Many manuscripts were produced in early medieval England and quite a few have gained great renown for their beautiful illumination (such as the Lindisfarne Gospels), their famous texts (e.g., the Beowulf manuscript) or their interesting history (like the Codex Aureus, once kidnapped by Vikings). By comparison, British Library, Royal MS 8 C III, a late tenth-century manuscript, is relatively obscure. With hardly any illumination, some fairly standard texts in Latin and no exciting ‘back-story’, this Anglo-Saxon manuscript does not seem to have invited much scholarly (let alone popular) interest. This lack of attention is undeserved. As this blog post will demonstrate, this manuscript is full of interesting examples of ‘word processing’ in early medieval England.
Initials: Planned, faced and bitten
In most manuscript containing multiple texts, like Royal MS 8 C III, the start of each text is signalled by an initial letter that is larger than the rest of the text. These letters could be executed fairly simple or lavishly decorated. In case of the latter, the initials could be made by a different individual from the scribe responsible for the text; the scribe would then leave space on the page for the initials to be added at a later stage.
The first two texts in British Library, Royal MS 8 C III demonstrate this practice. For instance, the first word of the text starting on fol. 6v, a Latin exposition on the Mass, reads “rimum” but should probably have read “primum” [first]. The very first text in the manuscript, pseudo-Jerome’s De diversis generibus musicorum, even misses the first few words. In other manuscripts, this text starts with “Cogor a te ut tibi dardane de aliis generibus musicorum”, but here, on fol. 2r, the words “Cogor a te ut” are left out. They had probably been intended to be added as a full line of decorated letters, since a lot of space was left open at the top of the page:
These two instances of unexecuted initials notwithstanding, Royal MS 8 C III does feature several, simple initials. In two of them, the scribe (or a later reader) added a face; a third was rather beautifully decorated with a dragon biting an O so as to form a Q:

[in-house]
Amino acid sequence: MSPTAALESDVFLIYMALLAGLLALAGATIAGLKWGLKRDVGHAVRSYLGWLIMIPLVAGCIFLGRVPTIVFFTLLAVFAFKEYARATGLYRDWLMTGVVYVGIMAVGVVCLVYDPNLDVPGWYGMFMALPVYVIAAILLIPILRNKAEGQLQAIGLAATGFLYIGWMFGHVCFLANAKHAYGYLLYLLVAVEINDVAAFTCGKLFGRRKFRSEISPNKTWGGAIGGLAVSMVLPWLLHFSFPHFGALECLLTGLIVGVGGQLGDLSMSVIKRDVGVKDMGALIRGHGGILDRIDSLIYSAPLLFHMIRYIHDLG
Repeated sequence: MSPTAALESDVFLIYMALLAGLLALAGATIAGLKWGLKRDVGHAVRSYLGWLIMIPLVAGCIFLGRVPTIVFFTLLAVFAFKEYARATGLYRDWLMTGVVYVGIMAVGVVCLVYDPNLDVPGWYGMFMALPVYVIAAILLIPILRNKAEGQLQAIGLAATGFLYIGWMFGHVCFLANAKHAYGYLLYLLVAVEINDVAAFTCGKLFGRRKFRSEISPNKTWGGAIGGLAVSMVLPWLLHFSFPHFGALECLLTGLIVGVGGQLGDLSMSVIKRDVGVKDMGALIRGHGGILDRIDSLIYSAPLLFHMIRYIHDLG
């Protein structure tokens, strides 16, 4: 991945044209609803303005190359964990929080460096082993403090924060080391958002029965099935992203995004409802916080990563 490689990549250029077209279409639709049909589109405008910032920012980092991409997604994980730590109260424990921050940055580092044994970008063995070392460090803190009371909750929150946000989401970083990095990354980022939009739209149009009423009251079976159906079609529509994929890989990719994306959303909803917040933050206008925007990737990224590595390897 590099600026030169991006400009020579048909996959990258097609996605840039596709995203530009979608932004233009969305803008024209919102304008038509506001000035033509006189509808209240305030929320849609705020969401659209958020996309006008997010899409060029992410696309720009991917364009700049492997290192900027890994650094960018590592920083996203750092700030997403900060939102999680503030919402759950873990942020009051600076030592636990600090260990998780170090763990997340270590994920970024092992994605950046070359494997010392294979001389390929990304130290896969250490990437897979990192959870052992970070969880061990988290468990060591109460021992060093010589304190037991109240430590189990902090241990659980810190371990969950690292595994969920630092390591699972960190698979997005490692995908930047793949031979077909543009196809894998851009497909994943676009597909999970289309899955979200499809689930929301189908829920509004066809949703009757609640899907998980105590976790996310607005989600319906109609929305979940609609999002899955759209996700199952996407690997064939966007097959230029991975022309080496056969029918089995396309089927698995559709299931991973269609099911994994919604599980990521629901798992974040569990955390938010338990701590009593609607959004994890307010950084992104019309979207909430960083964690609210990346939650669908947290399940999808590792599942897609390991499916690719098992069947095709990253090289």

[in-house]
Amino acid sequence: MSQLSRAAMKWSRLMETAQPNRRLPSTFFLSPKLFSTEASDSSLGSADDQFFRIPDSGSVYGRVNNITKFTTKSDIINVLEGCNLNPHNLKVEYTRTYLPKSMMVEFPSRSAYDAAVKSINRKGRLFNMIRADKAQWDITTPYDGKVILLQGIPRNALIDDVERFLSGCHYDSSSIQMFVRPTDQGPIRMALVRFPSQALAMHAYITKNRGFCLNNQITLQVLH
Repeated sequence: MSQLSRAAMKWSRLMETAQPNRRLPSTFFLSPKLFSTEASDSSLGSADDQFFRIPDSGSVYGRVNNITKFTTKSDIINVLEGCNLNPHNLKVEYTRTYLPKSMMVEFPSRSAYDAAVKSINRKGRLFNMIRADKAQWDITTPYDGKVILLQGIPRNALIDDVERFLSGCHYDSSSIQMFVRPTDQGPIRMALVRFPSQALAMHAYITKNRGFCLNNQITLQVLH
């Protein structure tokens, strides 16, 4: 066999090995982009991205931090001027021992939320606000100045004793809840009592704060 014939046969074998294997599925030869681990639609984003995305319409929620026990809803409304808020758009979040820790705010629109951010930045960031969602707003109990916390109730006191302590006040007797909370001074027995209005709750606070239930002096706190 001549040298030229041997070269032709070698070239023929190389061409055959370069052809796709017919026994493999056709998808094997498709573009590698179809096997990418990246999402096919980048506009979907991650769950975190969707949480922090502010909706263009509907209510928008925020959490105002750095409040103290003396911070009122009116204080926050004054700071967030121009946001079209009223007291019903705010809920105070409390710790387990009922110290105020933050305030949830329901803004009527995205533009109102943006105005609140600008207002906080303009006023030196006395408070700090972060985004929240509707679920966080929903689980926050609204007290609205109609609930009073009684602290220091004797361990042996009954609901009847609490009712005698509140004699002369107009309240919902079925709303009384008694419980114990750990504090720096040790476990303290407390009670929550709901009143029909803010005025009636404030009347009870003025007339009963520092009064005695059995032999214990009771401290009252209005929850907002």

Justification: Space out your words or stretch out your N’s
If we want our text to be spread out evenly across the page, with straight left- and righthand margins, all we need to do is tell our word processor to “justify” the text. The word processor will then increase or decreates the letter- and word-spacing, creating our desired layout of the text. The Anglo-Saxon scribe of Royal MS 8 C III also appears to have liked justification; on fol. 81r, for instance, he ends his text with a heavily spaced line that reads “deo gratias” or rather “deo gra ti as”:
Elsewhere, our scribe experiments with justification of his lines through the extension of the letters N and V, seen here in the words “domino” and “unitur” (last line) and “invisibli” (penultimate line).
What if you can’t fit the end of the last word on the last line of the page? Do you hyphenate and force your reader to turn the page in order to finish the word, or do you add a lovely flourish and add your word’s end in the bottom margin? The Anglo-Saxon scribe of Royal MS 8 C III opted for the latter:
Avoid the hole!
Parchment (made of animal skin) was expensive and, so, it would generally be used, even if the parchment was slightly damaged. Upon finding a little hole in one of his pages, the scribe of Royal MS 8 CIII decided not to rip out the page (and risk jeopardizing the construction of the book!), but simply wrote around it:
Here we can clearly see the scribe increased the space between “in” and “baptismo” so as to avoid the hole.
In addition to experimenting with justification, juggling the ends of his words, and writing around holes in the parchment, the scribe of Royal MS 8 C III has one more spectacular word processing trick up his sleeve. Halfway through a rather standard theological text about the Mass, and for no apparent reason, he starts laying out the text of six consecutive folio sides (fols. 70v-72v) in a triangular form:
Given the value of parchment, why waste so much of it to form textual triangles? It is rather a mystery. Triangular-shaped texts are extremely rare in medieval manuscripts and I may devote a separate blog to their appearance in the future.
For now, I hope to have shown you that British Royal MS 8 C III is worth our attention. If you’re convinced, why not browse the manuscript yourself? It has been digitized and is available here.
If you liked this post, you may also appreciate the following blog posts about manuscripts:
- The Illustrated Psalms of Alfred the Great: The Old English Paris Psalter
- A medieval manuscript ransomed from Vikings: The Stockholm Codex Aureus
- The Illustrated Old English Hexateuch: An early medieval picture book